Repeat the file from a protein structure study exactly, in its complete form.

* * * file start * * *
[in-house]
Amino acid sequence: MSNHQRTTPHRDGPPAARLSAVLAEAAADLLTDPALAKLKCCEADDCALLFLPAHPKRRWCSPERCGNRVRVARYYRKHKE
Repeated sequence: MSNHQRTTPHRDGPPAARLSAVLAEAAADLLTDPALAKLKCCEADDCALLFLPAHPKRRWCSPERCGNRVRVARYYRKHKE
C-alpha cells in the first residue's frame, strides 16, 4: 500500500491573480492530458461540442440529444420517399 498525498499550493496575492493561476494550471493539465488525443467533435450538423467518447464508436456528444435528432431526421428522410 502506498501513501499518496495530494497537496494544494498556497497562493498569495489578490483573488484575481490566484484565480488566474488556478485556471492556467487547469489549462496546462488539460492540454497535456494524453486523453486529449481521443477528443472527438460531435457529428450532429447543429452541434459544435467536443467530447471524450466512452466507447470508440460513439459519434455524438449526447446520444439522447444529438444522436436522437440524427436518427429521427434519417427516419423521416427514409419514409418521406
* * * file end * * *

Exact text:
[in-house]
Amino acid sequence: MSNHQRTTPHRDGPPAARLSAVLAEAAADLLTDPALAKLKCCEADDCALLFLPAHPKRRWCSPERCGNRVRVARYYRKHKE
Repeated sequence: MSNHQRTTPHRDGPPAARLSAVLAEAAADLLTDPALAKLKCCEADDCALLFLPAHPKRRWCSPERCGNRVRVARYYRKHKE
C-alpha cells in the first residue's frame, strides 16, 4: 500500500491573480492530458461540442440529444420517399 498525498499550493496575492493561476494550471493539465488525443467533435450538423467518447464508436456528444435528432431526421428522410 502506498501513501499518496495530494497537496494544494498556497497562493498569495489578490483573488484575481490566484484565480488566474488556478485556471492556467487547469489549462496546462488539460492540454497535456494524453486523453486529449481521443477528443472527438460531435457529428450532429447543429452541434459544435467536443467530447471524450466512452466507447470508440460513439459519434455524438449526447446520444439522447444529438444522436436522437440524427436518427429521427434519417427516419423521416427514409419514409418521406